Starring: Hank Azaria, Jesse Bradford, Zooey Deschanel, Glenne Headly, Famke Janssen, Piper Laurie, Kelly Preston, Ray Romano, Rip Torn, Debra Winger
Directed by: Michael Clancy
I first saw a trailer for this online years ago, before its theatrical release, and thought it looked funny, giving off a Royal Tenenbaums vibe. Then I read some reviews, and decided it best if I skipped it. A couple friends thought it pretty good, but… I don’t necessarily agree with them very often. But, it was on Movie Central HD last week, so I figured it wouldn’t cost me anything more than my time, and require no more effort to watch than pushing the record button on my PVR once, then play later.
As it turns out, it STILL wasn’t worth the time and effort I put into watching it. I can’t remember watching a comedy that tried so visibly to be funny, yet failed so spectacularly. It’s not that the movie is completely without laughs, it’s that the amount of effort the cast and script puts into being funny doesn’t commiserate in the slightest with the amount of humour on display. Each performer works very hard to one up their fellow performer, believing that competitive scene-stealing will make up for the lack of chemistry throughout. Sadly, there are no scenes worth stealing, so the whole effort falls flat.
Eulogy tells the tale of the Collins family, who gather together upon the death of their father (Rip Torn). The film is centred around the narration of Kate (Zooey Deschanel, the only highlight in a film of lowlights), daughter of former child actor Daniel (Hank Azaria) and the only likable character in this family of misfits. The rest of the family is made up of control freak Alice (Debra Winger), loutish Skip (Ray Romano), lesbian Lucy (Kelly Preston) and her partner Judy (Famke Janssen), and mother Charlotte (Piper Laurie). We follow this collection of predictable dysfunction through the incredibly predictable motions of this movie, which feels like every dysfunctional family movie that has come out in the past ten years.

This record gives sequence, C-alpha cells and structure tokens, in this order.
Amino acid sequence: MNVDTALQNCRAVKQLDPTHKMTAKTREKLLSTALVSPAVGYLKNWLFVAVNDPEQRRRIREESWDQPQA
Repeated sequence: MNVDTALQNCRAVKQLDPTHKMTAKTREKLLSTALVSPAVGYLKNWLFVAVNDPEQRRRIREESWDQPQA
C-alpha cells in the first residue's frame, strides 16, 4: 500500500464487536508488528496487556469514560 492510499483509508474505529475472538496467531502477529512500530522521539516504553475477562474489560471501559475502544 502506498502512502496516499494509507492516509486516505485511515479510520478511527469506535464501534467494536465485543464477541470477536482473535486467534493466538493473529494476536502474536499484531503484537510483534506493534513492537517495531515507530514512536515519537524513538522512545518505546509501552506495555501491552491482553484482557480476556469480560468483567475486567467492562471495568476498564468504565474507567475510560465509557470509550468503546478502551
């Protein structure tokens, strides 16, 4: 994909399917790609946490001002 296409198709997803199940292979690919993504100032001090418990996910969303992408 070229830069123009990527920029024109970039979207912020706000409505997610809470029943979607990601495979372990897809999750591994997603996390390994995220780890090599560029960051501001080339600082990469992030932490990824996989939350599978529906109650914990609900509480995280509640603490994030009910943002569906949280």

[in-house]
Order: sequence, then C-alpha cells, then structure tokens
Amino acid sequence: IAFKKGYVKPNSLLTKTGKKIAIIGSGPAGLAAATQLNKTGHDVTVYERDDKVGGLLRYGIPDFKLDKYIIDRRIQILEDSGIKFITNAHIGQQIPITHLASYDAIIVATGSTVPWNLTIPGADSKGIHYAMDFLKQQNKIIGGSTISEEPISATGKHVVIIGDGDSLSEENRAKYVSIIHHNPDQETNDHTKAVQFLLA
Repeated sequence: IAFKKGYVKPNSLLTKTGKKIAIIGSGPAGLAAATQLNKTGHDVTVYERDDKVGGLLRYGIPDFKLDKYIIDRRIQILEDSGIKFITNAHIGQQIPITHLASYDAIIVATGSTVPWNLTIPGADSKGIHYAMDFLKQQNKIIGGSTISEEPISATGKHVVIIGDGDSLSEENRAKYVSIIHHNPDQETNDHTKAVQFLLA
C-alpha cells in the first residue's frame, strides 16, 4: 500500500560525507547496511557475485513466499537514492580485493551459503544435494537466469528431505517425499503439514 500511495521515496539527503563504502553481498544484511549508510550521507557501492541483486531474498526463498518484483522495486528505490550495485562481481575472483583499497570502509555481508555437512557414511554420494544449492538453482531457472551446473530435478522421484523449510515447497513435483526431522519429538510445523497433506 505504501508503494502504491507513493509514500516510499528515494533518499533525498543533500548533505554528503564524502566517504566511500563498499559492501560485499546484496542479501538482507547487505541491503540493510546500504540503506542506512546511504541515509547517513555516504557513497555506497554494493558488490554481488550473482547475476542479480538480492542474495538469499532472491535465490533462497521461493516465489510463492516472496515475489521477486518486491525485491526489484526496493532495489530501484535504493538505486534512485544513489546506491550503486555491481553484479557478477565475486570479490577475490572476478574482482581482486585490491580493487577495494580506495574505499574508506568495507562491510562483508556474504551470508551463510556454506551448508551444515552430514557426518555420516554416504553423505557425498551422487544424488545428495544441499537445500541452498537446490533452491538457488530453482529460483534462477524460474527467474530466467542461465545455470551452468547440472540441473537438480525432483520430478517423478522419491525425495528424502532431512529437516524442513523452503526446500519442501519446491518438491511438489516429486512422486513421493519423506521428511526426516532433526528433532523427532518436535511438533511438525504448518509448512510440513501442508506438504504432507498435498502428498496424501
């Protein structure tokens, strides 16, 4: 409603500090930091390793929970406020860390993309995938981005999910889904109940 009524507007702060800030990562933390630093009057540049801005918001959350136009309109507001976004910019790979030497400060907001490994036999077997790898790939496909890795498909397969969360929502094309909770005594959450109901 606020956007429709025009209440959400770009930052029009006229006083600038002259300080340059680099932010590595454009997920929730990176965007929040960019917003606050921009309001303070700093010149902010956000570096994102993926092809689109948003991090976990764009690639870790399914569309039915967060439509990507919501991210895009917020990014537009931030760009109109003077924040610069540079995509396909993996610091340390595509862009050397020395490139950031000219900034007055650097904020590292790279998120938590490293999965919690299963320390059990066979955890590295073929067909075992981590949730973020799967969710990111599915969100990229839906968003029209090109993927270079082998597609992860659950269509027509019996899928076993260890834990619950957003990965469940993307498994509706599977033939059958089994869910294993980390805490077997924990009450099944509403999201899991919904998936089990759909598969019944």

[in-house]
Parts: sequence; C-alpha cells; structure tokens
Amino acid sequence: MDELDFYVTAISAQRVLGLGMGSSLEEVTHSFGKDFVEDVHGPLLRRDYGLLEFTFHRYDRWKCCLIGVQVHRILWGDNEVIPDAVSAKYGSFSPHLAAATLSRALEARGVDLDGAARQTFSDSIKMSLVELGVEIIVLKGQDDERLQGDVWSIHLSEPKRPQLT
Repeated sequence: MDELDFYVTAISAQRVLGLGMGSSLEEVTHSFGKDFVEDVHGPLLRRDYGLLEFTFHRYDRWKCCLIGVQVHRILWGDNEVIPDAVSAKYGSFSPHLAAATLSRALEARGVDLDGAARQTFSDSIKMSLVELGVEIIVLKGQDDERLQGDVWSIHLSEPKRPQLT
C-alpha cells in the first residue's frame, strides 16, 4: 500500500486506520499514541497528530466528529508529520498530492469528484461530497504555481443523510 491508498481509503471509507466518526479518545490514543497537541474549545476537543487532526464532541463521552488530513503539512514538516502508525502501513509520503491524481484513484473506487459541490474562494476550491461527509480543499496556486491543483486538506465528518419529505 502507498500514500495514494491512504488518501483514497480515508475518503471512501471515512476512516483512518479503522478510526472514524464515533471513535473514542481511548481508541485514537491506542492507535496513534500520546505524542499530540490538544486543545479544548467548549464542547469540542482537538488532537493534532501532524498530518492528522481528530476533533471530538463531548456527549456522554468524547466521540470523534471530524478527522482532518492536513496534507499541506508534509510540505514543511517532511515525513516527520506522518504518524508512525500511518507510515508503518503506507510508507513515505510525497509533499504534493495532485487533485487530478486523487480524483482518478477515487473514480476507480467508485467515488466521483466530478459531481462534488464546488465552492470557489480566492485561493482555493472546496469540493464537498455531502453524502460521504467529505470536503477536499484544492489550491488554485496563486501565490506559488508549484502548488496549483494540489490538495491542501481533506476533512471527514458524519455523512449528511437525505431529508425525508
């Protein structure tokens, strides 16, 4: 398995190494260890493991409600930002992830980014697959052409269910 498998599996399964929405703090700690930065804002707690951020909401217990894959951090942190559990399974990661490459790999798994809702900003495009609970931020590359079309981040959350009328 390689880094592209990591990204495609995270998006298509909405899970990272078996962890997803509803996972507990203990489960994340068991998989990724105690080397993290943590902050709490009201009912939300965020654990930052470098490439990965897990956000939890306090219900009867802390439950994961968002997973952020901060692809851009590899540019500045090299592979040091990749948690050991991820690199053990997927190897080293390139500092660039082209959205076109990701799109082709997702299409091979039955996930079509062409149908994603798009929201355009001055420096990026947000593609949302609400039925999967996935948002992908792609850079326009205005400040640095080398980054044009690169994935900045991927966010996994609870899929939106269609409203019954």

Everything about this movie is contrived and unoriginal. Which would be somewhat acceptable if the jokes worked, but they don’t. What’s worse is that they work so hard to create a black comedy atmosphere, going after shock value humour that doesn’t shock at all, then try to work in some sentiment every once in a while with Kate and a budding romance with her childhood friend Ryan (Jesse Bradford). The sentiment is totally misplaced and plods along. What they should’ve done, if they were going to populate the movie with one dimensional caricatures anyway, is constantly go for the humour, as absurdly and often as possible, à la Arrested Development. Of course, then they’d have to hire funnier performers and write a better script. A better director probably would’ve helped as well. Dammit, why’d I waste my time watching this when there were episodes of Arrested Development unwatched in my DVD player?